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‘American Idol’ producers air last episode in bankruptcy court

🕐 3 min read

The producers of what was once the most popular TV show in the U.S., “American Idol,” filed for bankruptcy Thursday in New York, drawing the curtain on the 15-year run of a phenomenon that allowed viewers to choose which aspiring entertainers would fulfill their dreams and which would be consigned to obscurity.

Core Entertainment and nearly 50 affiliated companies, from All Girl Productions to Clown Car Productions, sought court protection from creditors owed almost $400 million. The company had been trying to rebuild its once-dominant position in the reality-TV world with a series of deals.

“The company’s new content development and production efforts have not been profitable,” Core Entertainment President Peter Hurwitz said in court papers.

“American Idol” spawned the careers of Kelly Clarkson, Carrie Underwood and Chris Daughtry and made announcer Ryan Seacrest and brutally honest judge Simon Cowell household names. It was once so popular that the Fox network broadcast it twice a week. It was the No. 1 program on U.S. television a record eight straight years, boosting the Fox network to ratings victories. But the show was averaging 11.5 million viewers a night this year, according to Nielsen data. At its 2006 peak, “Idol” drew 30.3 million people nightly to watch would-be singing stars, some inspiring and some awful, compete for a recording contract.

Like many successful U.S. TV series, “Idol” was an import from Britain. Core said the final push into bankruptcy came from a dispute with the show’s creator, Simon Fuller. On April 11, Fuller threatened to push Core into bankruptcy in Britain unless the company immediately paid him nearly $3 million, according to court papers filed in New York.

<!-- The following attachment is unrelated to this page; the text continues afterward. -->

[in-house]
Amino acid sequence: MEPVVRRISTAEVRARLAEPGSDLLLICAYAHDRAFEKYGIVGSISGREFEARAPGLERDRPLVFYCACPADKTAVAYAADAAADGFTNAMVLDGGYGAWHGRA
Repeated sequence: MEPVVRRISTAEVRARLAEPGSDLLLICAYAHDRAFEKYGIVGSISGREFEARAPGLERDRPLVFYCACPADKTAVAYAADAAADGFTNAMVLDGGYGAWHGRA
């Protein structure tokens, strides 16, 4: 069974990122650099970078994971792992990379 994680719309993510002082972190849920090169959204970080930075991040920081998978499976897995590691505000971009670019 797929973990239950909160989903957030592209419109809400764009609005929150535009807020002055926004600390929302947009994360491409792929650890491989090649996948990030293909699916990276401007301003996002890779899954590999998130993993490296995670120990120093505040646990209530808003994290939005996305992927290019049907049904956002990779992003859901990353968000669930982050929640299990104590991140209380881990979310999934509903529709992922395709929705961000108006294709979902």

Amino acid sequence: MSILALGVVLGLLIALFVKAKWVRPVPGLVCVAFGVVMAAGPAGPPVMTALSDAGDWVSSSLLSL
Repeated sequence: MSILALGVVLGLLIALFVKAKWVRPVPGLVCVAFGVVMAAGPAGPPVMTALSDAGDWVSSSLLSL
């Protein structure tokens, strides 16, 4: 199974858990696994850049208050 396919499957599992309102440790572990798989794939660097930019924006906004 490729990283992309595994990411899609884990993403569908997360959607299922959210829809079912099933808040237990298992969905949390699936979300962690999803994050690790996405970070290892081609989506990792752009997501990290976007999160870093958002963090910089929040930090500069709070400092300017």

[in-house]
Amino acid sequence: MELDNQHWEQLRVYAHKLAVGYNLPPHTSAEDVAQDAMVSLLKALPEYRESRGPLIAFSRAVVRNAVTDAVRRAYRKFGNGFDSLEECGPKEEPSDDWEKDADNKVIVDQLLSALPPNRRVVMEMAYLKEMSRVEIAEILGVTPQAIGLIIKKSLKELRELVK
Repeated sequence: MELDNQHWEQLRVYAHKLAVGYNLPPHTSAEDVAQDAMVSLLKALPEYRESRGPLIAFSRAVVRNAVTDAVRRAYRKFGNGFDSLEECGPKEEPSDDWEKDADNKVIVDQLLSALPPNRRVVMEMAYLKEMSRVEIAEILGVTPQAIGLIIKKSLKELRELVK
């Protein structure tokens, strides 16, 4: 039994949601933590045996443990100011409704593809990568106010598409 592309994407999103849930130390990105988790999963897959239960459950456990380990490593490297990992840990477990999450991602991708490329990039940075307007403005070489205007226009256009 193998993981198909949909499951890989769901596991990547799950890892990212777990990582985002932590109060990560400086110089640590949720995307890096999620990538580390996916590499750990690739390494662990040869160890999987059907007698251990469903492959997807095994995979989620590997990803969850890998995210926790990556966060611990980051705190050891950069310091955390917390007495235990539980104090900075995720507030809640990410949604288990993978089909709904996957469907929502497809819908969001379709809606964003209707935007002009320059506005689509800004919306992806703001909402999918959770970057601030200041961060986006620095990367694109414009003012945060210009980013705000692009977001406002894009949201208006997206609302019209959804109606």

From the moment “Idol” began in 2001 in Britain as a singing competition, it enjoyed record ratings and ushered in an explosion of copy-cat shows. Ultimately it was overtaken by NBC’s “The Voice” and YouTube’s panoply of online performers.

But with slumping ratings came a decrease in licensing fees from the Fox network, the company said in court documents.

Core merged with Shine Group and Endemol NV in 2014, creating a global TV production juggernaut controlled by 21st Century Fox Inc. and Apollo Global Management. Core had agreed to pay $2 million annually under a services contract to Endemol, but defaulted on that deal last year when it failed to make the payment.

Core’s $400 million debt includes a $209 million senior loan held by lenders including Tennenbaum Capital Partners, Bayside Capital and Hudson Bay Capital Management. The company also owes $189 million on a second-lien loan, most of which is held by Crestview Media Investors.

The filing will allow Core to cut debt, reorganize and “position the company for the future, allowing for more flexibility and a platform for growth,” Core said in a statement.

“Idol” also profited through its control of recording and performing contracts with its contestants. Since last year, the company has been trying to negotiate a deal with the lenders.

U.S. TV networks are feeling the pinch of competition from online media like Netflix and Viewership is down for many popular shows, and viewership is at the heart of networks’ two revenue sources: advertising and the subscribers fees they get from pay-TV providers.

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